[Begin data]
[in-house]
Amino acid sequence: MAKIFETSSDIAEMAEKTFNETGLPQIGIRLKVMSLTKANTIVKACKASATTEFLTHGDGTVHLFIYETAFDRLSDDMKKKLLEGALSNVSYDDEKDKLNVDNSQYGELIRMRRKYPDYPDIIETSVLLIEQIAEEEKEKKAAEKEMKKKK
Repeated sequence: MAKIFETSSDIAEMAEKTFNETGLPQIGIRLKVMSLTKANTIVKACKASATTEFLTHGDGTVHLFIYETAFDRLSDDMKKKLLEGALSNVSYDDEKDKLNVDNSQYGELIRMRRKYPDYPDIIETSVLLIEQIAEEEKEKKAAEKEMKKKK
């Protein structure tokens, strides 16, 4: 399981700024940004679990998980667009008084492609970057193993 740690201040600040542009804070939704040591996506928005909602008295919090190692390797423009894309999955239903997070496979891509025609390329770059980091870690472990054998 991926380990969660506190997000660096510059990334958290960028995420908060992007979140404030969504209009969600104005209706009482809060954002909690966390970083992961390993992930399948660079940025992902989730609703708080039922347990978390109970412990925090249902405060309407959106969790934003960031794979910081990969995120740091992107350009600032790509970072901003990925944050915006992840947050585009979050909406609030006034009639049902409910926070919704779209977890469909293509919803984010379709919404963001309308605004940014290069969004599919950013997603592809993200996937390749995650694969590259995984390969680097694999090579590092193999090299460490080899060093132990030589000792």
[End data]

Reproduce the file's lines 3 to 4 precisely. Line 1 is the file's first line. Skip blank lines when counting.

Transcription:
Repeated sequence: MAKIFETSSDIAEMAEKTFNETGLPQIGIRLKVMSLTKANTIVKACKASATTEFLTHGDGTVHLFIYETAFDRLSDDMKKKLLEGALSNVSYDDEKDKLNVDNSQYGELIRMRRKYPDYPDIIETSVLLIEQIAEEEKEKKAAEKEMKKKK
């Protein structure tokens, strides 16, 4: 399981700024940004679990998980667009008084492609970057193993 740690201040600040542009804070939704040591996506928005909602008295919090190692390797423009894309999955239903997070496979891509025609390329770059980091870690472990054998 991926380990969660506190997000660096510059990334958290960028995420908060992007979140404030969504209009969600104005209706009482809060954002909690966390970083992961390993992930399948660079940025992902989730609703708080039922347990978390109970412990925090249902405060309407959106969790934003960031794979910081990969995120740091992107350009600032790509970072901003990925944050915006992840947050585009979050909406609030006034009639049902409910926070919704779209977890469909293509919803984010379709919404963001309308605004940014290069969004599919950013997603592809993200996937390749995650694969590259995984390969680097694999090579590092193999090299460490080899060093132990030589000792």